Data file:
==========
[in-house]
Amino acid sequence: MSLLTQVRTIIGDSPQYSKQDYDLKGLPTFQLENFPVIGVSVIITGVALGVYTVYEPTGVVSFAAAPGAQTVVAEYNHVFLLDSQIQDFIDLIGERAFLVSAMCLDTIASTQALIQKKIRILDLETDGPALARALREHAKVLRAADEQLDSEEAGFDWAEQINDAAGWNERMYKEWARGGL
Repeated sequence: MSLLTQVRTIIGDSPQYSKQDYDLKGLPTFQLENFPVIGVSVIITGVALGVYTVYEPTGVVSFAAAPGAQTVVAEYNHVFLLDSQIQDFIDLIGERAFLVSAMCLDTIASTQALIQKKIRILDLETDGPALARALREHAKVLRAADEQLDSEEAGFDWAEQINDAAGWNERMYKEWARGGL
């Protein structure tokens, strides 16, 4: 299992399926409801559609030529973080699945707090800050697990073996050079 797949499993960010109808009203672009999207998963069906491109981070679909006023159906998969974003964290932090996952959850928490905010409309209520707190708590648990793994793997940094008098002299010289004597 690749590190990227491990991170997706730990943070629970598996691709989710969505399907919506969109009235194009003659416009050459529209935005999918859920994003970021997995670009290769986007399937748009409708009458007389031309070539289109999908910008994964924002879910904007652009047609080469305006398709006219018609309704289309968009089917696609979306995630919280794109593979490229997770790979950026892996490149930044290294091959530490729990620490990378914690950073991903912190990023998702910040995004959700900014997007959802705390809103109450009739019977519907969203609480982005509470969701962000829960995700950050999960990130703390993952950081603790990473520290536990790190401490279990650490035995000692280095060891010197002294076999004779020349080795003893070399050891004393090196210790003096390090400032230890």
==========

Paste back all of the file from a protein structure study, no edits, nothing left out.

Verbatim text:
[in-house]
Amino acid sequence: MSLLTQVRTIIGDSPQYSKQDYDLKGLPTFQLENFPVIGVSVIITGVALGVYTVYEPTGVVSFAAAPGAQTVVAEYNHVFLLDSQIQDFIDLIGERAFLVSAMCLDTIASTQALIQKKIRILDLETDGPALARALREHAKVLRAADEQLDSEEAGFDWAEQINDAAGWNERMYKEWARGGL
Repeated sequence: MSLLTQVRTIIGDSPQYSKQDYDLKGLPTFQLENFPVIGVSVIITGVALGVYTVYEPTGVVSFAAAPGAQTVVAEYNHVFLLDSQIQDFIDLIGERAFLVSAMCLDTIASTQALIQKKIRILDLETDGPALARALREHAKVLRAADEQLDSEEAGFDWAEQINDAAGWNERMYKEWARGGL
């Protein structure tokens, strides 16, 4: 299992399926409801559609030529973080699945707090800050697990073996050079 797949499993960010109808009203672009999207998963069906491109981070679909006023159906998969974003964290932090996952959850928490905010409309209520707190708590648990793994793997940094008098002299010289004597 690749590190990227491990991170997706730990943070629970598996691709989710969505399907919506969109009235194009003659416009050459529209935005999918859920994003970021997995670009290769986007399937748009409708009458007389031309070539289109999908910008994964924002879910904007652009047609080469305006398709006219018609309704289309968009089917696609979306995630919280794109593979490229997770790979950026892996490149930044290294091959530490729990620490990378914690950073991903912190990023998702910040995004959700900014997007959802705390809103109450009739019977519907969203609480982005509470969701962000829960995700950050999960990130703390993952950081603790990473520290536990790190401490279990650490035995000692280095060891010197002294076999004779020349080795003893070399050891004393090196210790003096390090400032230890």